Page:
• Enthalpy change
  • The Born-Haber cycle
  • The ionic model
  • Bond enthalpies
  • Free energy change and entropy change
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  • Created by: Emilie
  • Created on: 17-06-15 15:37
Preview of Thermodynamics

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Enthalpy change, H
The enthalpy change is the amount of heat taken in or given out at
constant pressure during any physical or chemical change. The size
of any enthalpy change depends on the pressure and the
temperature as well as on the amount of substance used. Chemists
use agreed standard conditions in order to make useful
comparisons between different sets of data.
The standard state of a substance at a given temperature (usually
298 K) is its pure, most stable, form at 100kPa.
There remains the need to decide both an amount of substance and a temperature in order to
fully specify any enthalpy change, since enthalpy changes can be quoted for any chosen amount of
substance, or for any chosen temperature. Almost always, the standard amount used by chemists
is the mole.
The standard enthalpy of formation is the enthalpy change under standard conditions when one
mole of a compound is formed from its elements with all reactants and products in their standard
Consequently, the standard enthalpy of formation for an element must always be zero. Values of
standard enthalpy of formation can be found in data books.
The ionisation enthalpy is the standard molar enthalpy change for the removal of an electron from
a species in the gas phase to form a positive ion and an electron, both also in the gas phase. For
Na (g) Na+(g) + e-(g) Hi
= +496 kJ mol-1
The cation formed (Na+) may be further oxidised, according to the process:
(g) Na2+(g) + e-(g) Hi
= +4562 kJ mol-1
This is called the second ionisation enthalpy. This is always larger than the first, because the
removal of the second electron from an already positively charged species requires more energy
(to overcome to electrostatic attraction) than the removal of the first from a neutral species.
Enthalpy of atomisation, H at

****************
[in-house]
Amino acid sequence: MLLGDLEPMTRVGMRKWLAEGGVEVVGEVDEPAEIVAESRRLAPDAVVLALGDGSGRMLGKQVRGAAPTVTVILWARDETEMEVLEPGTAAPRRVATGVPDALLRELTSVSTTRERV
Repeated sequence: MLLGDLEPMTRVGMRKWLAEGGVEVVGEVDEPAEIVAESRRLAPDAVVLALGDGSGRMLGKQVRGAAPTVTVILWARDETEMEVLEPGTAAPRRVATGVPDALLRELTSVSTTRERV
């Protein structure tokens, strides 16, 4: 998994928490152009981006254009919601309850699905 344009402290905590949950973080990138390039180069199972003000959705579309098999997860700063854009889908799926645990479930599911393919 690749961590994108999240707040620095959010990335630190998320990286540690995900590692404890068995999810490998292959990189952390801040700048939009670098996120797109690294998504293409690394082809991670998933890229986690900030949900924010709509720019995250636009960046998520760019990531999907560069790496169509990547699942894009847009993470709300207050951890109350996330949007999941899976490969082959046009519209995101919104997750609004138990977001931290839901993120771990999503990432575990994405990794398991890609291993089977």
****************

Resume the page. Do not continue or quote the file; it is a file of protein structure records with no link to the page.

The enthalpy of atomisation is the standard enthalpy change that accompanies the formation of
one mole of gaseous atoms from the element in its standard state. For an atomic solid, such as an
element, the standard enthalpy of atomisation is simply the standard enthalpy of sublimation of
the solid. In such a case, the enthalpy of atomisation is identical to the enthalpy of sublimation.
Enthalpies of atomisation (sublimation) for a selection of substances are shown in the table.
Sublimation always requires an input of energy (endothermic process), so these enthalpies are all

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H kJ mol
at /
C (graphite) +715
Na (s) +109
K (s) +90
Mg (s) +150
In the case of bond fission, a diatomic molecule will produce two moles of atoms, so the enthalpy
of atomisation is half the bond dissociation enthalpy.…read more

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The enthalpy of lattice formation is the converse of this, i.e. the standard enthalpy change that
accompanies the formation of one mole of a solid ionic lattice from its gaseous ions.
For example:
NaCl(s) Na+ (g) + Cl-(g) HL
= +771 kJ mol-1 (=dissociation)
If lattice dissociation is used as a defining equation, as above, all
lattice enthalpies are positive, since all ionic crystals are energetically
more favoured than their separated gaseous ions.…read more

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H -H
L = ½H
sub - H
diss - H
i- H
ea + f
HL = -109 ­ 121 ­ 494 ­(-364) +(-411)
= -771 kJ mol-1
The ionic model
The ionic model can be used to calculate a theoretically-based value for lattice dissociation
enthalpy. It makes the assumption that ionic (electrostatic) forces are solely responsible for the
stability of ionic crystalline solids.…read more

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Reactions in which there is a release of energy (exothermic processes) and those where there is an
increase in entropy may sometimes conflict. The two are brought together in the relationship:
G = H ­ TS
G must be negative (or zero) for spontaneous change.…read more


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